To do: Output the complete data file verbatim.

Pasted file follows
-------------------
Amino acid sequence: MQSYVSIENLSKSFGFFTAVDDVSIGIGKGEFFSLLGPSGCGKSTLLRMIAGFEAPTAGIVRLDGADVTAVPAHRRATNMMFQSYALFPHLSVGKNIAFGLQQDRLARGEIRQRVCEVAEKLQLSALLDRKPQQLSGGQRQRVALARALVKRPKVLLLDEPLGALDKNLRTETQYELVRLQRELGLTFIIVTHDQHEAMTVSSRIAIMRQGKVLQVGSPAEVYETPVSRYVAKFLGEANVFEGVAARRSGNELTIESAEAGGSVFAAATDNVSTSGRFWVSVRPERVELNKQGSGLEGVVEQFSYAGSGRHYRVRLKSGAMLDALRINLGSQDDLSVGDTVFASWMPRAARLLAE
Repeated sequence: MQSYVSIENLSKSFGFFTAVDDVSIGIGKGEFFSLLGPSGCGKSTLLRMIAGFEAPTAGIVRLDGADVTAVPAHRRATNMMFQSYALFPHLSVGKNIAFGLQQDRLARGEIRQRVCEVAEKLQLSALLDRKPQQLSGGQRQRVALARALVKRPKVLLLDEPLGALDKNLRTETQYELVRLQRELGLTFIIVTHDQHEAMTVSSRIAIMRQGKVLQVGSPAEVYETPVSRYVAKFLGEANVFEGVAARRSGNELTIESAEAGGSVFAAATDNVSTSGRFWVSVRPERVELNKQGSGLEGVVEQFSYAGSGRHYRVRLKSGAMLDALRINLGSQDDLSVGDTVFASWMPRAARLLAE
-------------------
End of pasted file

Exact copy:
Amino acid sequence: MQSYVSIENLSKSFGFFTAVDDVSIGIGKGEFFSLLGPSGCGKSTLLRMIAGFEAPTAGIVRLDGADVTAVPAHRRATNMMFQSYALFPHLSVGKNIAFGLQQDRLARGEIRQRVCEVAEKLQLSALLDRKPQQLSGGQRQRVALARALVKRPKVLLLDEPLGALDKNLRTETQYELVRLQRELGLTFIIVTHDQHEAMTVSSRIAIMRQGKVLQVGSPAEVYETPVSRYVAKFLGEANVFEGVAARRSGNELTIESAEAGGSVFAAATDNVSTSGRFWVSVRPERVELNKQGSGLEGVVEQFSYAGSGRHYRVRLKSGAMLDALRINLGSQDDLSVGDTVFASWMPRAARLLAE
Repeated sequence: MQSYVSIENLSKSFGFFTAVDDVSIGIGKGEFFSLLGPSGCGKSTLLRMIAGFEAPTAGIVRLDGADVTAVPAHRRATNMMFQSYALFPHLSVGKNIAFGLQQDRLARGEIRQRVCEVAEKLQLSALLDRKPQQLSGGQRQRVALARALVKRPKVLLLDEPLGALDKNLRTETQYELVRLQRELGLTFIIVTHDQHEAMTVSSRIAIMRQGKVLQVGSPAEVYETPVSRYVAKFLGEANVFEGVAARRSGNELTIESAEAGGSVFAAATDNVSTSGRFWVSVRPERVELNKQGSGLEGVVEQFSYAGSGRHYRVRLKSGAMLDALRINLGSQDDLSVGDTVFASWMPRAARLLAE